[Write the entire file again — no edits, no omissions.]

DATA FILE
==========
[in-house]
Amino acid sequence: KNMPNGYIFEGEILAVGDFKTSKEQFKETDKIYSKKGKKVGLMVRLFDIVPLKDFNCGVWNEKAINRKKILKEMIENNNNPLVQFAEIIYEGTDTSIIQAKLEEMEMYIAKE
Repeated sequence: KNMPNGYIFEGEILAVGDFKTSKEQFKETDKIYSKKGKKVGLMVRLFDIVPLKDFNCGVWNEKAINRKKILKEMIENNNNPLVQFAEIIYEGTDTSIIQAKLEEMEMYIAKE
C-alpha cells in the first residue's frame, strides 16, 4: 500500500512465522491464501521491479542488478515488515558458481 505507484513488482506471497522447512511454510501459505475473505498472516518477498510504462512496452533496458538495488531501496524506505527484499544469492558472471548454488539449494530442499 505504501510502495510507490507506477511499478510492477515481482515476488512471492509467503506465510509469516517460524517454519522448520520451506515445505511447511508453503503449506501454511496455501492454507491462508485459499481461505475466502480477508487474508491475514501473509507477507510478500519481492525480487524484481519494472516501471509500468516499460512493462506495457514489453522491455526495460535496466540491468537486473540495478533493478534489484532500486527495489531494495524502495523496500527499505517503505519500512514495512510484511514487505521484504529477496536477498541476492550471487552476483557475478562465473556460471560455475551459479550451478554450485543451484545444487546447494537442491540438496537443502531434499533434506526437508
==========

[in-house]
Amino acid sequence: KNMPNGYIFEGEILAVGDFKTSKEQFKETDKIYSKKGKKVGLMVRLFDIVPLKDFNCGVWNEKAINRKKILKEMIENNNNPLVQFAEIIYEGTDTSIIQAKLEEMEMYIAKE
Repeated sequence: KNMPNGYIFEGEILAVGDFKTSKEQFKETDKIYSKKGKKVGLMVRLFDIVPLKDFNCGVWNEKAINRKKILKEMIENNNNPLVQFAEIIYEGTDTSIIQAKLEEMEMYIAKE
C-alpha cells in the first residue's frame, strides 16, 4: 500500500512465522491464501521491479542488478515488515558458481 505507484513488482506471497522447512511454510501459505475473505498472516518477498510504462512496452533496458538495488531501496524506505527484499544469492558472471548454488539449494530442499 505504501510502495510507490507506477511499478510492477515481482515476488512471492509467503506465510509469516517460524517454519522448520520451506515445505511447511508453503503449506501454511496455501492454507491462508485459499481461505475466502480477508487474508491475514501473509507477507510478500519481492525480487524484481519494472516501471509500468516499460512493462506495457514489453522491455526495460535496466540491468537486473540495478533493478534489484532500486527495489531494495524502495523496500527499505517503505519500512514495512510484511514487505521484504529477496536477498541476492550471487552476483557475478562465473556460471560455475551459479550451478554450485543451484545444487546447494537442491540438496537443502531434499533434506526437508